Here is a litmus test for you, the Thunder faithful. If you didn't know who had won the game and I told you that Nate Robinson made an appearance, what would you think?
Yes, there Nate-dog was, bouncing around on the court with under two minutes to go, and if you're an optimist like I am (not), you would have presumed correctly that the Thunder had the game in hand. In what will go down as a game that was both dominant and uneven, the Thunder once again did a great job controlling the pace and complexion of the game in handing the Nuggets their second loss of the week. If there is such a thing as momentum against a specific team, I think the Thunder have it.
The outstanding question on my and I'm sure on other peoples minds is, were the Nuggets holding back, or did the Thunder just take the fight out of them?
It is well known now that there are still different match-ups in the air that both the Thunder and the Nuggets can play their way into, depending on who wins and who loses the rest of the season. People have speculated that the Nuggets would be much better off playing the Mavericks rather than the Thunder in the first round, due to how OKC has played. To do so, the Nuggets would have to either fall to the six seed or the Mavericks would have to fall to the four seed. So at least for a week, I'm sure there will be people who question what kind of effort the Nuggets put forth, especially if that seeding does take place.
I think however that last night was more about how the Nuggets have been playing hard and fast for a solid month, and without a full bench at their disposal, simply did not have the horses to keep up with the Thunder. In a funny way though, it is not because the game is played at such a high pace. Rather, it is because it was played at a physical pace. Once again, the Thunder was able to completely dictate the complexion of the game. They controlled the boards, limited the Nuggets' opportunities to run (only eight fast break points), and limited the Nuggets' aggression to a few small pockets within the game.
I was surprised at how slowly both teams started out, finishing the 1st quarter tied at 17. I thought for sure that the Nuggets would come out with the same look from Ty Lawson and Raymond Felton, constantly pushing the ball whenever they wanted to. However, Lawson had a much more subdued game (five points, six assists) and the Thunder did a good job keeping him out of the lane. By contrast, Russell Westbrook showed excellent patience early on. One of the things that Westbrook has struggled to learn is the overall tenor and complexion of the game, so has not always asserted himself in the best way at the best time. However, last night was an exception to that struggle. He saw that his team was struggling, so Westbrook went to work and pushed his own game. Despite the rocky overall start by the Thunder, by mid-way through the 2nd quarter Westbrook had the team in good control of the game. At the half, Westbrook had four assists against zero turnovers, which was a ratio everyone should be delighted to see.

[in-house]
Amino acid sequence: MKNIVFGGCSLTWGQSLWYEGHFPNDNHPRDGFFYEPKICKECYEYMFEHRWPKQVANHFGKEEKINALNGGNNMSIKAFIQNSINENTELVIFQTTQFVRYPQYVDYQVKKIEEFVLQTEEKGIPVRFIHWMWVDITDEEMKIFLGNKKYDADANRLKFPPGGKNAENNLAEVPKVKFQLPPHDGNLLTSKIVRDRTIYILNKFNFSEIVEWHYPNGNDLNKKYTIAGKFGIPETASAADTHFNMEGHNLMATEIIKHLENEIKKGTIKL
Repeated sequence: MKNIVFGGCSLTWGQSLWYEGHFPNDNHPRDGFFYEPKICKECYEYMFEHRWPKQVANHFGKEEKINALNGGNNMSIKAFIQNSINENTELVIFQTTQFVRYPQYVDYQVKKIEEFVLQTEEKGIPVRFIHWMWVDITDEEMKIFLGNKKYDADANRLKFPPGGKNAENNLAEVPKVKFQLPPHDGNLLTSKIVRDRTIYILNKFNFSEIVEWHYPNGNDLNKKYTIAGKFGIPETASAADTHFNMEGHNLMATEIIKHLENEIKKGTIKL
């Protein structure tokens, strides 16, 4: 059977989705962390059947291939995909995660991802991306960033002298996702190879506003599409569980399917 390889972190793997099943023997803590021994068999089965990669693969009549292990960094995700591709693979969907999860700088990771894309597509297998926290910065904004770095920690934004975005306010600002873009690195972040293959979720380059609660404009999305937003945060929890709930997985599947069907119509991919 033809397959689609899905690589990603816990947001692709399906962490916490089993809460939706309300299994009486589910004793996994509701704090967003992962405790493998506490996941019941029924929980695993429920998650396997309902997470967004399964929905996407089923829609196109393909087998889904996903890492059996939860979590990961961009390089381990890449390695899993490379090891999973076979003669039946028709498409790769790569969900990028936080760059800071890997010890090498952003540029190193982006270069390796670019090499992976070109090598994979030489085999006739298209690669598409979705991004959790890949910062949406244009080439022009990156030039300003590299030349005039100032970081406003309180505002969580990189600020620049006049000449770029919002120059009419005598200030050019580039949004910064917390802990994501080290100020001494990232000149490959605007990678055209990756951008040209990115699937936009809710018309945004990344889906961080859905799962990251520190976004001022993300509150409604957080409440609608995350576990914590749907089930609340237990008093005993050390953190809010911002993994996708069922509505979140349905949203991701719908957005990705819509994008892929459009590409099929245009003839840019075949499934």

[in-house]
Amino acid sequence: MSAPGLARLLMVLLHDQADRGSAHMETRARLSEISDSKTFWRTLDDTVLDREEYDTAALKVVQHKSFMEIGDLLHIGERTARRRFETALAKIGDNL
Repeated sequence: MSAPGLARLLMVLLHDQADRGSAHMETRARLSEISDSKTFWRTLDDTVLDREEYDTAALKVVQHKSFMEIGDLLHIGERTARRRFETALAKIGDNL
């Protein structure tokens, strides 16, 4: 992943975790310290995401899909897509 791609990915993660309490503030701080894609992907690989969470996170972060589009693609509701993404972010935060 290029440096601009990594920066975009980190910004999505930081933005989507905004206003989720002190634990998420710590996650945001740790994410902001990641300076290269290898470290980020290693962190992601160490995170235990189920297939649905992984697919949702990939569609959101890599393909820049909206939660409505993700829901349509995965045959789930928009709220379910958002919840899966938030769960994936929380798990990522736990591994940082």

If not for a brief let-up during the final two minutes of the 2nd quarter, the Thunder should have been more firmly in control. They saw a 16 point lead quickly fall to six points, in part because once again, the team got a little too 3-point happy and the lead dwindled to six. Leading the charge of futility was Kevin Durant, who finished 0-4 from 3-point range.
In the 2nd, the Nuggets' shortcomings with their bench really revealed itself. Their offense was limited to brief spurts where it looked like they were on the verge of something only to see the Thunder correct themselves and push the lead to double-digits. Their best sequences were the results of Nene and Kenyon Martin getting offensive boards and kicking the ball out to open shooters. However, once again the Thunder did an excellent job closing out on the 3-point shots, holding the Nuggets to only 5-13 from 3-point range.
The Thunder generated just enough offense to keep themselves moving along, but again it was the defense that excelled. Nene seemed like he had some good offense going early on, but did not get most of his points until late in the game when it was all but decided. I think that his offensive statistics will be skewed in this way; he finished with 18 and nine rebounds, but most of those points came late. When the Thunder had to shut him down, they did. He is going to continue to have trouble getting points with Kendrick Perkins pushing him all night long, and I'm not sure how the Nuggets will correct this problem.
One final joy for me - once again I enjoyed watching Kevin Durant show some aggressiveness on offense. As noted, he got a bit 3-point happy in the first half, but in the 2nd was much more assertive in taking the ball to the rim. It seems like, every time he is matched up against Danilo Gallinari, Durant took the ball hard to the rim and got layups, dunks, and free throws out of it. I love that kind of recognition.
If the Nuggets are the team that the Thunder will see in two weeks, I think these last two games should give the fans hope. That said, I also am eager to see what adjustments George Karl makes to give them a better chance to score. The Thunder seem to have solved the Nuggets offense, and that, for us, is a great thing to see.
Thunder Wonder: Kevin Durant, 28 Points, 2 Assists, 7 rebounds, 2 steals
Thunder Down Under: Nick Collison, 8 offensive rebounds
Thunder Blunder: Serge Ibaka, 5 points on 1-7 shooting
Thunder Plunderer: Nene, 18 points, 9 rebounds, 1 block
Next Game: at the Los Angeles Lakers, Sunday, April 10th, 8:30 PM Central Daylight Time.